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 Table of Contents    
Year : 2020  |  Volume : 62  |  Issue : 5  |  Page : 540-543
Beneficial aspects of autism stemming from enhanced visuospatial skills: Result from a comparative study in India

Department of Psychiatry, Calcutta National Medical College, Kolkata, West Bengal, India

Click here for correspondence address and email

Date of Submission31-Oct-2019
Date of Decision16-Dec-2019
Date of Acceptance14-May-2020
Date of Web Publication10-Oct-2020


Background: Autism spectrum disorder (ASD) is a relatively common neurodevelopmental disorder characterized by impairments in social interaction and communication, associated with restrictive and repetitive behaviors, interests, and activities. However, there are various positive character traits among individuals suffering from ASD – they are generally honest, decisive, and nonjudgmental. They are also reported to have excellent attention to details, which have been ascribed to their enhanced visual search skills.
Aim: Our study was undertaken to assess these visuospatial perception skills among children with autism and compare the results with that of typically developing (TD) children in the Indian population.
Materials and Methods: A total of 47 children with ASD and 47 age-, gender-, and education-matched TD children were assessed using tests for disjunctive and conjunction search, real-world visual search, and visual working memory.
Results: Children with ASD performed significantly better than the TD children in tests for visual search and were comparable in the test for visual working memory.
Conclusion: Our study showed that children with autism have enhanced visual skills, and this quality can be honed further and be utilized in jobs that require good observation skills and attention to details.

Keywords: Autism spectrum disorder, visual attention, visual memory, visual search

How to cite this article:
Karmakar S, Sarkar S. Beneficial aspects of autism stemming from enhanced visuospatial skills: Result from a comparative study in India. Indian J Psychiatry 2020;62:540-3

How to cite this URL:
Karmakar S, Sarkar S. Beneficial aspects of autism stemming from enhanced visuospatial skills: Result from a comparative study in India. Indian J Psychiatry [serial online] 2020 [cited 2020 Oct 30];62:540-3. Available from:

   Introduction Top

Autism spectrum disorder (ASD) is a common, heritable neurodevelopmental condition in which there are impairments in social interaction and communication, as well as restrictive and repetitive behaviors, interests, and activities. The World Health Organization estimates 1 in 160 children globally has an ASD.[1] The prevalence is 1%–2%, and boys are four times more affected than girls.[2] ASD often presents with comorbidities such as epilepsy, attention-deficit/hyperactivity disorder (ADHD), low intelligence, and depression. Assistive technology such as alternative and augmentative communication, occupational therapy, speech therapy, and other behavioral treatments and interventions can help individuals with this condition.[1],[3]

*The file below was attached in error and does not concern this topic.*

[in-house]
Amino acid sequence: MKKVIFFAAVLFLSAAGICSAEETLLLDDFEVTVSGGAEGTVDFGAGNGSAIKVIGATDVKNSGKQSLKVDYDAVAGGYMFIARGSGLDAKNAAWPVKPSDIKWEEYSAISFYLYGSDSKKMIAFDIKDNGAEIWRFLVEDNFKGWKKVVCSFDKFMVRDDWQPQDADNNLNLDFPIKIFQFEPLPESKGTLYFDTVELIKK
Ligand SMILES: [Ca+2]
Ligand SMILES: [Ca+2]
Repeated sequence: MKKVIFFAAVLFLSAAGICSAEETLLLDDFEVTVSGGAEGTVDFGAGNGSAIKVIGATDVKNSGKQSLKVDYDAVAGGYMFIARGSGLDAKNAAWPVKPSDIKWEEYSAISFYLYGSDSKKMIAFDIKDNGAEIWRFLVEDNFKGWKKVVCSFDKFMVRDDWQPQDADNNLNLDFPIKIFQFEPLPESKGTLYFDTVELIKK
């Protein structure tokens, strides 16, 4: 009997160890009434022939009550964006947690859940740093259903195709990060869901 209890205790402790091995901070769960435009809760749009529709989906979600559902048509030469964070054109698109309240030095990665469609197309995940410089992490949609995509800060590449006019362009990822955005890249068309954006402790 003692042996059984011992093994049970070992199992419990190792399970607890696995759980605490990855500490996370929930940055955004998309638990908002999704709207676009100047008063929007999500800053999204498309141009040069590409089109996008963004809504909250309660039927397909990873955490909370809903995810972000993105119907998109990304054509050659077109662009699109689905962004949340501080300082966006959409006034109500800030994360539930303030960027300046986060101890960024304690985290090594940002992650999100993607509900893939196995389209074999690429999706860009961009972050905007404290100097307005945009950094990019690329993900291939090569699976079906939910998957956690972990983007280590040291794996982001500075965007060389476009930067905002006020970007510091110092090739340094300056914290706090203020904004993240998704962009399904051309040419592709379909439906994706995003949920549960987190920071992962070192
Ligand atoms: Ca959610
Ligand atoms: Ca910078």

Certain positive traits have been ascribed to people with autism – they rarely lie, are nonjudgmental toward others, and they do not suffer from indecisiveness. One distinct advantage that is attention to details can be attributed to better visual search performance among people with ASD.[4],[5]

Effective visual search is a demanding cognitive task comprising of visual attention, scanning, processing speed, reaction time, and visual memory, utilized in everyday life and has extensively been studied. Despite several disabilities, individuals with ASD are particularly gifted with this enhanced visual search which was first identified by Plaisted et al.[6] Since then, various studies have used array of neuropsychological tests to assess this function in autistics, although not much work has been done in India. Our study aims at filling this lacuna by assessing visuospatial perception skills among children with ASD and comparing these results with a matched comparison group of typically developing (TD) children in our country.

   Materials and Methods Top

This comparative observational study was conducted between November 2018 and April 2019. After obtaining permission from the institutional ethics committee, children with ASD were selected from the psychiatry outpatient department (OPD) of a tertiary care hospital of eastern India, whereas the TD children were chosen from various schools of the same state.

Every child coming to our psychiatry OPD, who were diagnosed (by Diagnostic and Statistical Manual of Mental Disorders-5)[7] to be suffering from ASD, who did not have any other psychiatric comorbidities (e.g., ADHD, which were ruled out through clinical interview), had at least normal or average IQ as per Malin's Intelligence Scale for Indian Children,[8] were school going, and had basic understanding of English alphabets as well as basic colors were included in our study. These children were newly diagnosed cases of ASD (i.e., drug-naïve and not undergoing any therapy). Normal visual acuity (best-corrected vision of 6/6 in both eyes) and normal color vision were ensured using the Snellen Chart and Ishihara Chart. After informing their parents/guardians about the nature of the study and obtaining valid written consent from them, sociodemographic details of these children were recorded. Then, these children were instructed about the tests (described below), and their responses in each test were recorded. Those who could not complete the tests were excluded from our study. A total of 65 children with ASD matched our selection criteria and were included in our study. However, only 47 of them could complete the tests successfully and were included in the analysis.